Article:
Both the Pixel 2 and Pixel 2 XL are pretty simple phones, but that's partly why they appeal to Android fans significantly. There are no buggy, overly ingratiating skins, no annoying bloatware that can't be removed, and no funny widgets or extras that bog the phone's performance.
Pixel 2, Pixel 2 XL Has Bluetooth Battery Levels
Both phones run Google's stock Android user interface, slightly customized to take full advantage of the Pixel and Pixel 2 XL, of course. They come with some nifty extras including a dark theme, a new power menu, and much more. But there are also nice little improvements that simply make Android much more functional.
Take Android Oreo's Bluetooth implementation, for instance, which now shows battery percentages for connected devices. For some reason, this extremely crucial feature has been mind-bogglingly absent on stock Android for years, which doesn't make sense at all. But with Pixel 2 on Oreo, it's now a regular thing. Here's what it looks like, according to 9to5Google:
As seen on the photos above, the battery percentage level of 9toGoogle's connected Jaybird headphones is displayed in the quick settings menu. This isn't a groundbreaking feature per se, but as mentioned, this is a feature that's long been missing on Android.
Some Models Aren't Supported, Though?
Battery percentage will only work on supported models, though, as some Bluetooth devices fail to show it at all, as 9to5Google notes. Anything from the "Made for Google" product lineup will work. Battery percentage levels are viewable in the quick settings menu and the full settings menu as well.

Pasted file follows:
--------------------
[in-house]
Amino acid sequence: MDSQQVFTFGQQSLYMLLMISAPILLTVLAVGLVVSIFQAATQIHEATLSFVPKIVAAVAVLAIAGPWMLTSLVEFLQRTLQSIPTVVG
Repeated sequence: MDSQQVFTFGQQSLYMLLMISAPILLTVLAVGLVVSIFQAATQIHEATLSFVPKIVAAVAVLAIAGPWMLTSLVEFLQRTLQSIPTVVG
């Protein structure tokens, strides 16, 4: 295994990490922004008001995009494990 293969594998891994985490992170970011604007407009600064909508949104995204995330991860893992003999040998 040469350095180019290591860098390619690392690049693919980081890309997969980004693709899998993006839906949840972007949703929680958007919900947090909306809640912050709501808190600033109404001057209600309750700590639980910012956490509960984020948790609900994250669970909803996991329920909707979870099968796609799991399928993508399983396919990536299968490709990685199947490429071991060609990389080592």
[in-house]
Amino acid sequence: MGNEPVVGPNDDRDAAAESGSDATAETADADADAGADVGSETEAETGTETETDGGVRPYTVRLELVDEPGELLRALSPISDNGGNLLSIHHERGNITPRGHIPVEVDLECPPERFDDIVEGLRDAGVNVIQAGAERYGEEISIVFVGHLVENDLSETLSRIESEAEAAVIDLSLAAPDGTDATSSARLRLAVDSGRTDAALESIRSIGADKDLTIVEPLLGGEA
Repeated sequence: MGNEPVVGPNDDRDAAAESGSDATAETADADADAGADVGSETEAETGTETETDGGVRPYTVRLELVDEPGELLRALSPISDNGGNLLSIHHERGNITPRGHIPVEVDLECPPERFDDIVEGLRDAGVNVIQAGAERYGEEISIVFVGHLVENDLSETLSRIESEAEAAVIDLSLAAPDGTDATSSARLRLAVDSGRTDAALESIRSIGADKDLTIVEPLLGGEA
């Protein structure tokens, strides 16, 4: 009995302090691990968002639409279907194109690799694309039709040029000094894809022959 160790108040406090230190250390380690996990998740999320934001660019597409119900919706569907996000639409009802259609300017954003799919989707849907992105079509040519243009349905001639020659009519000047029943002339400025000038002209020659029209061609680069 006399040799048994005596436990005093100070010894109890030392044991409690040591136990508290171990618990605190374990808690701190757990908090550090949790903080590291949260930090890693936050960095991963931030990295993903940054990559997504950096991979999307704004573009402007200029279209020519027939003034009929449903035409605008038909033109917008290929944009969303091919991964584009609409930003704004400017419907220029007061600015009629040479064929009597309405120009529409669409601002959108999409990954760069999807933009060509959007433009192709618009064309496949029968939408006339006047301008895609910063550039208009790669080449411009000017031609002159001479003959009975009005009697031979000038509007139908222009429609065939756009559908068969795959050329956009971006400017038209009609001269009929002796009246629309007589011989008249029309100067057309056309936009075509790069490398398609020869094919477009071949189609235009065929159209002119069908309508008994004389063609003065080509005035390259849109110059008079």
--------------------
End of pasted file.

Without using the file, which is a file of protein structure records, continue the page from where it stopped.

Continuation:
The Pixel Buds seem to give out ongoing notifications, as Android Police notes, but other headphones don't support it — for now. There's always a possibility that Google will allow users to opt-in for regular notifications about the battery status of their Bluetooth devices.
Anyhow, this feature should make it easier for users to monitor if their Bluetooth device is running low on juice, which should be handy especially since manufacturers are increasingly dropping the headphone jack from their newer phones, and some users are definitely gravitating toward Bluetooth headsets as a recourse.
But to make a tired point, why wasn't this added ages ago? Did Google simply overlook it?
What do you think? Does having battery percentage levels for Bluetooth devices come in handy? Thoughts about the Pixel 2, Pixel 2 XL, and Android Oreo in general? As always, feel free to sound off in the comments section below!